A shift-by-shift breakdown of Filip Hronek’s debut with the Vancouver Canucks

Photo credit:© Bob Frid-USA TODAY Sports
Lachlan Irvine
1 year ago
Filip Hronek’s debut for the Vancouver Canucks wasn’t the flashiest in team history, but it was busy and effective.
The new defenceman’s outing in the Canucks’ 7-2 win over the Sharks ended without a single point or even a shot on goal. But for the first time in ages, Quinn Hughes didn’t finish a game with the most ice time on the team. That honour went to Hronek, who played 24 and a half minutes compared to Hughes’ 23:39.
Hronek’s arrival has been highly anticipated ever since the Canucks dealt the Islanders’ first-round pick they’d gotten in the Bo Horvat trade — and their own second-rounder — to the Red Wings to acquire the 25-year-old Czech at the trade deadline. An upper-body injury he sustained in Detroit had delayed his first game in green and blue, but Hronek seemed to make up for the lost time.
Today we’ll be highlighting a few of his best shifts from Thursday’s contest and break down the pros and cons of his first evening as a Canuck.
1st Period
Right out of the gate, Hronek began to show off the type of two-way play that the Canucks paid a premium to get.
Here Hronek and Bear link up to disrupt a Sharks breakout attempt, before working the puck back up the boards to launch an odd-man rush the other way.
Hronek’s ability to see the ice was on full display, with stretch passes through centre ice.
Here Hronek looks for Miller to send a pass, but notices the double coverage around him and elects to dump it in instead. While the Sharks win the board battle behind the net, Hronek pinches along the boards to try and keep the play alive.
A few minutes later, Hronek chases down a loose puck and knocks it off Andrew Agozzino’s stick. The Canucks keep possession in the zone this time, which leads to an eventual icing and a Sharks penalty after.
Hronek was immediately added to the team’s second power play unit and went to work. He wasn’t credited with his first Canucks shot on this play, but he did float the initial attempt at James Reimer.
2nd Period
In the middle frame Hronek continued to ply his quarterbacking ability in the offensive end, including this shot attempt that got blocked by a sea of humanity in front of the Sharks’ net.
But the play he’ll be remembered for most is his defence of Elias Pettersson.
During a scrum near the boards, Pettersson is unmarked and about to pull the puck out from between the Sharks player’s skates. Kevin Labanc trailing the play makes the boneheaded decision to crosscheck an unsuspecting Pettersson in the back two feet from the boards.
Labanc gets the easiest boarding call that referee Beau Halkidis has ever made, but not before Hronek grabbed Labanc by the scruff and began roughing him up.
For a team that’s been criticized in the past for a lack of response to dirty plays, Hronek’s immediate willingness to jump into the fray should assuage those concerns fast.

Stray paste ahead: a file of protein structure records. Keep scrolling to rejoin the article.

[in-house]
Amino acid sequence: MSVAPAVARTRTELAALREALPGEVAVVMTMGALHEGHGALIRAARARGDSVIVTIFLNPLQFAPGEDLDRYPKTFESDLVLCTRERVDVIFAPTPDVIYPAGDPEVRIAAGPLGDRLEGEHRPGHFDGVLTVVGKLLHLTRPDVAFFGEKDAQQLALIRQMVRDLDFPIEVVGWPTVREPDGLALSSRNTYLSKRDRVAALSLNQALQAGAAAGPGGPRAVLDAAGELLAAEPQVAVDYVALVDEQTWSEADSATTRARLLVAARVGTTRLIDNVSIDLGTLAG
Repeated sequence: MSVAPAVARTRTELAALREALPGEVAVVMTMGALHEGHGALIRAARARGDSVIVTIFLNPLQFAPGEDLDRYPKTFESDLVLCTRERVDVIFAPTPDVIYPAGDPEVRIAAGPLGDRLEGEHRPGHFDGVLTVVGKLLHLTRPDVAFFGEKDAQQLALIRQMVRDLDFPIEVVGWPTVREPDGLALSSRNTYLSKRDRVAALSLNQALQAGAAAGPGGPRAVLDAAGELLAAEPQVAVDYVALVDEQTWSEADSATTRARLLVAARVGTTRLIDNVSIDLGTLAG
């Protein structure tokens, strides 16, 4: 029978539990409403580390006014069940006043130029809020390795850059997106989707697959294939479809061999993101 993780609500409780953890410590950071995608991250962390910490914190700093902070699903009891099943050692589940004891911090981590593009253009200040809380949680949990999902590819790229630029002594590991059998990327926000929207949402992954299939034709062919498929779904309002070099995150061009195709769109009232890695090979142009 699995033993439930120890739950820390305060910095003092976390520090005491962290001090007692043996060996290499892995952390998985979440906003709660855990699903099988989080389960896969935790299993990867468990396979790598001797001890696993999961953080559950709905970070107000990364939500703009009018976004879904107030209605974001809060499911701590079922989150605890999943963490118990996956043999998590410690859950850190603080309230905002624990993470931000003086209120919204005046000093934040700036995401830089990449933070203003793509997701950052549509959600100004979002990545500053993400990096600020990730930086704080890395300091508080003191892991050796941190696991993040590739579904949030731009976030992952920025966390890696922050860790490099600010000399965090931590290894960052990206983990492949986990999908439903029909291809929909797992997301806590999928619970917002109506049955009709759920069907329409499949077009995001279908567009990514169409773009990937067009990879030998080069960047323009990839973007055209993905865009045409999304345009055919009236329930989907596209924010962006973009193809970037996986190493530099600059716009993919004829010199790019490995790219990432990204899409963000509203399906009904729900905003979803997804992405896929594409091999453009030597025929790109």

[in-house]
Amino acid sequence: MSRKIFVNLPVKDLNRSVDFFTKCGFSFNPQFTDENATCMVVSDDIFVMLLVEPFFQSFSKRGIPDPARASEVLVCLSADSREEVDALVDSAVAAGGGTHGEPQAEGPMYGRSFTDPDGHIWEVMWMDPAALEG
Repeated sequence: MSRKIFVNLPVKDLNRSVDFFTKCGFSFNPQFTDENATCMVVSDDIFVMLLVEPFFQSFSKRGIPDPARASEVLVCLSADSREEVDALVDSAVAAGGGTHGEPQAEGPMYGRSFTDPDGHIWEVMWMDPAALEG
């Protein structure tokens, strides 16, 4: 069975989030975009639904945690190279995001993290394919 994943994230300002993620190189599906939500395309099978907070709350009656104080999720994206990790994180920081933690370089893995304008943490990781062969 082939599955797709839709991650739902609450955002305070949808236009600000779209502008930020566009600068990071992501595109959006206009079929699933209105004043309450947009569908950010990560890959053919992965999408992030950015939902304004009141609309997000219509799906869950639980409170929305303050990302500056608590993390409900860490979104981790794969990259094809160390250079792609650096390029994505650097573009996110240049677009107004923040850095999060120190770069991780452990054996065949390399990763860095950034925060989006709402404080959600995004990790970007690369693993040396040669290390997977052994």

On the defensive side of the ice, Hronek doesn’t shy away from being aggressive on the puck carrier. Here he forces the Sharks shooter to the corner with good body positioning and then seals him off from any shot at the rebound by holding strong along the goal line.
On a late Sharks breakout attempt, Hronek was alert as the puck skipped off Tomas Hertl’s skate and out into the neutral zone. Hronek quickly surveyed the scene before slapping the puck back around the boards.
3rd Period
With the win practically guaranteed Rick Tocchet’s squad put it in park for most of the third period, giving us a chance to watch Hronek in a much more defensive role.
The immediate plus in Hronek’s favour is just how well he can read the play and his ability to block out net-front players. Just look at how he clears out room for Demko here under pressure, including a key shot block.
Hronek’s body strength was especially crucial against a younger, smaller Sharks team. Here Hronek ended a scoring chance for Logan Couture with a strong stick check before knocking Alex Barabanov into the boards as he was attempting to set up.
If there’s a place where Hronek might need some work, it’s in not getting too laser-focused on the puck. A few times Hronek followed the puck carrier a little far from his original position, leaving some open space down the middle that an opponent could take advantage of.
Here he got a little too carried away tracking the Sharks player leading the breakout, moving into space that Quinn Hughes is already covering. It ends up leaving a lane for a pass through the slot that Nico Sturm luckily can’t get a stick on.
But his efforts were never the issue. On his last big shift of the game, Hronek seals off the left post from a Sturm wraparound chance before putting every ounce of strength into trying to wrestle the puck away from him along the boards.
Overall, Hronek’s game provided an immediate lift to the Canucks’ undermanned blue line, which became all the more crucial when Christian Wolanin left with an injury midway through the game. Hronek’s ability to protect the net in his own end and set up plays at the other could finally provide the Canucks with a second bonafide two-way defender next to Hughes that will make them a more formidable 200-foot team.
Still, it should be noted that this was all against the Sharks, a team closing in on last place in the NHL with a 1-6-3 record across their last ten games. How Hronek will look up against playoff-bound teams like the Stars, Kings and Kraken will be a different matter. But as far as first impressions go, Hronek is already gaining fans fast.

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